From a marketing perspective, we probably have the next best access to our customers after McDonald?s! There are approximately 32,000 fire departments in the U.S. What kind of marketing clout does this give us? More than you might imagine.

Place and Proximity

Of all the things that predicate marketing success, one of the most significant is proximity and place ? being close to the customer. Here is an example from real life. About 30 years ago, I was recruited by a small wine company in Washington State called Chateau Ste. Michelle. There were eight of us in the sales force. Living in Bethesda, MD, I was the ?national account? manager. My job was to call on big hotel and restaurant companies. I ?made up? the job based on my skills (and the fact that I couldn?t do much else). Of course, I had no idea what I was doing other than the fact that I had to sell this Washington wine nobody knew about in a sea of French, Italian and California competitors.

It just so happened that one mile from my house was the headquarters of Marriott ? the biggest hotel chain in the country. If I could place my wine in all of Marriott nationally, I could greatly increase the exposure and sales of Chateau Ste. Michelle, perhaps giving our distributors across the country a way to increase their sales and buy more from us. I called on Marriott as often as necessary because I was just down the street. I created reasons to see the buyers so I could build the relationship.

Soon, I was like a ?member of the company? because I was always in proximity to the customer. My competitors could only see Marriott buyers infrequently because they had to fly in to meet with them. I would even slip in proposals late at night through the night watchman, who also knew me.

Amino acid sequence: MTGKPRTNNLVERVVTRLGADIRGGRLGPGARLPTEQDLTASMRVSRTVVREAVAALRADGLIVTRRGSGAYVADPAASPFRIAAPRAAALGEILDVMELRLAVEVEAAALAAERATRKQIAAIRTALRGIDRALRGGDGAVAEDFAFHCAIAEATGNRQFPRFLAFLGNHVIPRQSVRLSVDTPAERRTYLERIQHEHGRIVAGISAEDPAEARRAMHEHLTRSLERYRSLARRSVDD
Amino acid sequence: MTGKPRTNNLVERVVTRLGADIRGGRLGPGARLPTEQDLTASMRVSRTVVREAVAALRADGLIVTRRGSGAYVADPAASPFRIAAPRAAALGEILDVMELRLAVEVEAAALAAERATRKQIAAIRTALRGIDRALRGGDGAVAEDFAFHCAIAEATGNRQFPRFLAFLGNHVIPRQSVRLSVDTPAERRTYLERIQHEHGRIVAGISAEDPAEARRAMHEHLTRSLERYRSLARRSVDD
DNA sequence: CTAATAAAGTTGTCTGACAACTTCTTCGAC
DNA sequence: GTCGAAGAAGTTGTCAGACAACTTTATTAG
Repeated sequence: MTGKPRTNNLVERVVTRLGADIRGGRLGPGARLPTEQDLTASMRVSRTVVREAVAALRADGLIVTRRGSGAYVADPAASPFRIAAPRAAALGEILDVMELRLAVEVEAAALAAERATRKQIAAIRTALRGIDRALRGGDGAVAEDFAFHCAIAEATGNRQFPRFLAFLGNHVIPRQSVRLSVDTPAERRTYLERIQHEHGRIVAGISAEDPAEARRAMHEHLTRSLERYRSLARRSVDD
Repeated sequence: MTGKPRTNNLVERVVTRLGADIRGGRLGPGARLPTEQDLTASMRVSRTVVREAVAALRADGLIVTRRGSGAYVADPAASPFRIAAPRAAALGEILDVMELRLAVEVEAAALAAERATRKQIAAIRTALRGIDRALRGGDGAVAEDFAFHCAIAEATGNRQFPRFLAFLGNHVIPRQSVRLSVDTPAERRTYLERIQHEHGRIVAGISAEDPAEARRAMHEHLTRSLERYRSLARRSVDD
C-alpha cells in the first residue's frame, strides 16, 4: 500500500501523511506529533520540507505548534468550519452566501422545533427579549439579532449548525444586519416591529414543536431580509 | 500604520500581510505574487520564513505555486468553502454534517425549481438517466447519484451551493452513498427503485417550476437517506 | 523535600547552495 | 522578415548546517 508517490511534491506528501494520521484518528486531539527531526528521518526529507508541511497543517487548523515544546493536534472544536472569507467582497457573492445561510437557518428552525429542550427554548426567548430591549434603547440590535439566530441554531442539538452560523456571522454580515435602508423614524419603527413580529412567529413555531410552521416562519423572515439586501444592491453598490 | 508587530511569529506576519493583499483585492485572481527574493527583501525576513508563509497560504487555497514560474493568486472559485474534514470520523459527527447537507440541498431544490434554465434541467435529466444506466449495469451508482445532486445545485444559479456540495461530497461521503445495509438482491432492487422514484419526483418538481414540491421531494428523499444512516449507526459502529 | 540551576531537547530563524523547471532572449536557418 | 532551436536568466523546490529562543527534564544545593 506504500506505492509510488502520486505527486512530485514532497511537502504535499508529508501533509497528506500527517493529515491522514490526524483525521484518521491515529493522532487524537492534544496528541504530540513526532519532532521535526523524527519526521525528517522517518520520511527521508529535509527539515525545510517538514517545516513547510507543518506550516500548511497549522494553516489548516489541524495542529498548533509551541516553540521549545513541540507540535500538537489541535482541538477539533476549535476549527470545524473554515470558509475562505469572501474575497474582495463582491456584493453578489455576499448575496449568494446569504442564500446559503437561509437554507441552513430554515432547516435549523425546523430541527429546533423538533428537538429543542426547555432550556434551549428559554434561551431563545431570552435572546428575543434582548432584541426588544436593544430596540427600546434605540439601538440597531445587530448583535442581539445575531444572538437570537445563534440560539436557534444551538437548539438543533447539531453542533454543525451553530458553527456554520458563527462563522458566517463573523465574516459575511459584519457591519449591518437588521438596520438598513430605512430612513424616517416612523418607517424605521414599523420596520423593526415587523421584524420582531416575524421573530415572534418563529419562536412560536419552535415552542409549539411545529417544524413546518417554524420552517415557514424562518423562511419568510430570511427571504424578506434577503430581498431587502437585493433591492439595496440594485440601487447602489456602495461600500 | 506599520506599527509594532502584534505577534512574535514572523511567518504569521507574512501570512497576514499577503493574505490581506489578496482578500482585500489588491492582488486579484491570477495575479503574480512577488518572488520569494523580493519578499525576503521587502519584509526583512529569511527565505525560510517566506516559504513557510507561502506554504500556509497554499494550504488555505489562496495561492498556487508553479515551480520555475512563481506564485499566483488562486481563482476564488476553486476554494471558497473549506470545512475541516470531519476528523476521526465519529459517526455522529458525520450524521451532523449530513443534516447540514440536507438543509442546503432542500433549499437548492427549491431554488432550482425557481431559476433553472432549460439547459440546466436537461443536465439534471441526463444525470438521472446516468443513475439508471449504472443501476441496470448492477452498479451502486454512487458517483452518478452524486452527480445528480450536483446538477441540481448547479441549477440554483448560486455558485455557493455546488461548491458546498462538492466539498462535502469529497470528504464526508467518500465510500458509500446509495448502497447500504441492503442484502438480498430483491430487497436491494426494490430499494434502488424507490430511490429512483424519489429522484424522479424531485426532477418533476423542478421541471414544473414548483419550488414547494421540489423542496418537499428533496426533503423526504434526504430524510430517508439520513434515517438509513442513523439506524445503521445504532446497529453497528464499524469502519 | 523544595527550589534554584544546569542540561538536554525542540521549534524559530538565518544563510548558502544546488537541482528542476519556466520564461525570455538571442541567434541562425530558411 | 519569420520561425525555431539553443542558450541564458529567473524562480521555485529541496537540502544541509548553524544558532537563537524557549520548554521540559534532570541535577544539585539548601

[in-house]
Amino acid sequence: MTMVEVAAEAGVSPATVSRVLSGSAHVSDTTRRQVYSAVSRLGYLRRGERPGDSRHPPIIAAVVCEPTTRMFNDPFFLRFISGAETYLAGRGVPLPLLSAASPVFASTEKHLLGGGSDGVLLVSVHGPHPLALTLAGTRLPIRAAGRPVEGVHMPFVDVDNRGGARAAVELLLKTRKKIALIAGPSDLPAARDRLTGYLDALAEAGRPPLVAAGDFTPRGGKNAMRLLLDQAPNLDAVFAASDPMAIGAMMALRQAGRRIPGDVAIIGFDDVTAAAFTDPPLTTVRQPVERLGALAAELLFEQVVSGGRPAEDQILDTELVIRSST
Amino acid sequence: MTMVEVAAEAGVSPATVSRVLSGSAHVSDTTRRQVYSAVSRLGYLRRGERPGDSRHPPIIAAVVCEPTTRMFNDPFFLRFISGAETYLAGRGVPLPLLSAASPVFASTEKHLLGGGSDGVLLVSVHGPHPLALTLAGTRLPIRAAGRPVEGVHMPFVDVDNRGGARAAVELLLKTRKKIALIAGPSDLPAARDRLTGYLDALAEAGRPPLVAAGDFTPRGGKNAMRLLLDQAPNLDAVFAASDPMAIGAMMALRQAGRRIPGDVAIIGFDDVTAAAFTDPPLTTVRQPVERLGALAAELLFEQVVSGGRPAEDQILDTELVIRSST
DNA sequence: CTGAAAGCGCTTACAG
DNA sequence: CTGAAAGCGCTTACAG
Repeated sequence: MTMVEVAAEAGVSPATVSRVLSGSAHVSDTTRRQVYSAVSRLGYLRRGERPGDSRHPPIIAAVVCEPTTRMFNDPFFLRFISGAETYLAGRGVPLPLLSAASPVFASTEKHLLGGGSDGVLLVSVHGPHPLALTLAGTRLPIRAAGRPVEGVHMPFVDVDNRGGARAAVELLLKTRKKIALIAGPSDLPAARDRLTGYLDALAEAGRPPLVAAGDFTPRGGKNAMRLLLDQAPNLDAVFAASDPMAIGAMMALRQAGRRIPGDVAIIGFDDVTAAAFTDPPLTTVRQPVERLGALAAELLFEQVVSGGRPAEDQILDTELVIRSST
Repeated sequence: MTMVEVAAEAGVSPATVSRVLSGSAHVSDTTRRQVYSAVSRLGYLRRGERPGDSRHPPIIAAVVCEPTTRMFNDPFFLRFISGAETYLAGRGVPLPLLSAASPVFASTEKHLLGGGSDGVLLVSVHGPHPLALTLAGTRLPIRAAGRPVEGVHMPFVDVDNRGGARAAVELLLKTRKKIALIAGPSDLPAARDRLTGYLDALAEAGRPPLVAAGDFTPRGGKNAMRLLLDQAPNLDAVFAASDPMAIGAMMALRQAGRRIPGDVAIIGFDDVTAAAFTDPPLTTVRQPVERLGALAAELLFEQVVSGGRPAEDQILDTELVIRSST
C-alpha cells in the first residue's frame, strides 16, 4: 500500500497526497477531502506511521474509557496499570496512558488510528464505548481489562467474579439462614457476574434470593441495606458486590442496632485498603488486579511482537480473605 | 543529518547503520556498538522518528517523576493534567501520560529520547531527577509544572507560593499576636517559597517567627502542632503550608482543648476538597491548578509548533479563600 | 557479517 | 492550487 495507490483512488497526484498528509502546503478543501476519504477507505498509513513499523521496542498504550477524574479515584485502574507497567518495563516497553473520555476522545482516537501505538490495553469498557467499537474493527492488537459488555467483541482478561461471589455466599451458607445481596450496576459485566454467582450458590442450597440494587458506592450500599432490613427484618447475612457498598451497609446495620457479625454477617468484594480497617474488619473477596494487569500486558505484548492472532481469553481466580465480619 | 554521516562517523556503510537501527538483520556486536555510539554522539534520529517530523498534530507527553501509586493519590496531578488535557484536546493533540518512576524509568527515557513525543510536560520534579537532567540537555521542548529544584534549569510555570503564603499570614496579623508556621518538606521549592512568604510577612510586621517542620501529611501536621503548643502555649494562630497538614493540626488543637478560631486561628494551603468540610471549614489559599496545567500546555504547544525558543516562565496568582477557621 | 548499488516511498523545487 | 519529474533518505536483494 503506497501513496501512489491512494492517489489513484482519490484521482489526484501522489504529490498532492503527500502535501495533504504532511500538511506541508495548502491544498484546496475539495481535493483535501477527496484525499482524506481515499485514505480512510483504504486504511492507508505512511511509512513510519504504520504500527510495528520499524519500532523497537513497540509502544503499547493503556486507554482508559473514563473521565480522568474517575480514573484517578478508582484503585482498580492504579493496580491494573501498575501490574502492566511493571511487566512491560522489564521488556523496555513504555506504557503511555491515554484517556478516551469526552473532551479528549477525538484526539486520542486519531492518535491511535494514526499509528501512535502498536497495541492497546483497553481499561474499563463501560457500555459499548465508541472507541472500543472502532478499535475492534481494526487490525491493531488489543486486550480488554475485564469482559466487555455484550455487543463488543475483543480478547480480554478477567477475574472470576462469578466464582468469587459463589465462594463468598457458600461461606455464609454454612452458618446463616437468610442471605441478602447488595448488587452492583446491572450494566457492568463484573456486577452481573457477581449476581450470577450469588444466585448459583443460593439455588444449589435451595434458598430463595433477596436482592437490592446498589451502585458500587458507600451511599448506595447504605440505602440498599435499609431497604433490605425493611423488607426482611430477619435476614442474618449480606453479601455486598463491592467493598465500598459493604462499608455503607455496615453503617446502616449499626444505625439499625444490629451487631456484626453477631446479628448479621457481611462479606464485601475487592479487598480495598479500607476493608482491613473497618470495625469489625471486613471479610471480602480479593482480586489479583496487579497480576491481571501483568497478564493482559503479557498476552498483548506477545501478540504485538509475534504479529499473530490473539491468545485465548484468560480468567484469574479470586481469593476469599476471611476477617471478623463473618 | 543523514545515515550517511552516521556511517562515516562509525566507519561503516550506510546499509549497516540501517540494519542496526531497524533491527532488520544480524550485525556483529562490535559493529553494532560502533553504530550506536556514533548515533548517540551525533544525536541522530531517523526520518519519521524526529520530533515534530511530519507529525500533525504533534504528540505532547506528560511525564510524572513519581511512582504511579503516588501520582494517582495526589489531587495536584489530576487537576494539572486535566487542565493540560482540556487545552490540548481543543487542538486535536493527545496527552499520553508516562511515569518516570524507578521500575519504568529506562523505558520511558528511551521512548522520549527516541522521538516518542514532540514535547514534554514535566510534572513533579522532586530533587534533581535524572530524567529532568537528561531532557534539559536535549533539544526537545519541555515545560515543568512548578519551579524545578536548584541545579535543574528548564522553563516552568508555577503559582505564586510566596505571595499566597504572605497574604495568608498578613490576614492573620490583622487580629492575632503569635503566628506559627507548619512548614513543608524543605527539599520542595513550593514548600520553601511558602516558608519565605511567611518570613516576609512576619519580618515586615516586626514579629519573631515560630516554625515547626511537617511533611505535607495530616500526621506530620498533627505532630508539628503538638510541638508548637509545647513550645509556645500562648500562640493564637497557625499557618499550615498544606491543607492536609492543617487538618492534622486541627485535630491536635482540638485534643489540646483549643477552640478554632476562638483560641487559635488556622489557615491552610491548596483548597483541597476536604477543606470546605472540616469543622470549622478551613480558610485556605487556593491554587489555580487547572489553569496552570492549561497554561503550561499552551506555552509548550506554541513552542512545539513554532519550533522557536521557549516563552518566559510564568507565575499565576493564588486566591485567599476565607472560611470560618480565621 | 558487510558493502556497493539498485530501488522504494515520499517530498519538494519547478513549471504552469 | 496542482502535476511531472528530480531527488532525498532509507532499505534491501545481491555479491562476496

Within one year, Chateau Ste. Michelle was in every Marriott hotel in the country. A good 65% of the reason was place and proximity, not because of my ?superior sales skills.? Of course, the other factors were important as well (product, price and promotion). But if I had not started with place, I could not have arrived at square one. Proximity breeds sales.

Grassroots Marketing

Now that we know the importance of proximity, what can we do with this knowledge to support our mission? Plenty.

Some years ago, the concept of ?community policing? emerged as a way of getting to the root of crime in neighborhoods. The same applies to fire and EMS services. Here we have a building that our citizens own that is a 24-hour place of safety and care. Many stations have a sign on the front outside wall that states ?Safe Place.? In my opinion this says it all. Think of the comfort that sign conveys to our citizens. Here is a safe place with people who care.

If this short statement strikes a cord in your heart, then you know how many of our citizens feel alienated and alone. This piece of real estate has value well beyond housing apparatus and firefighters. First, look at its name. In addition to something like Station 21, Engine 4, Ladder 16 ? names that mean something to us, but nothing to our customers ? many departments name their stations for the neighborhoods they protect, such as East Orange Station 21 or Hyde Park Station. Just this small change gives local citizens the notion that our doors are always open to them. Our house is their house.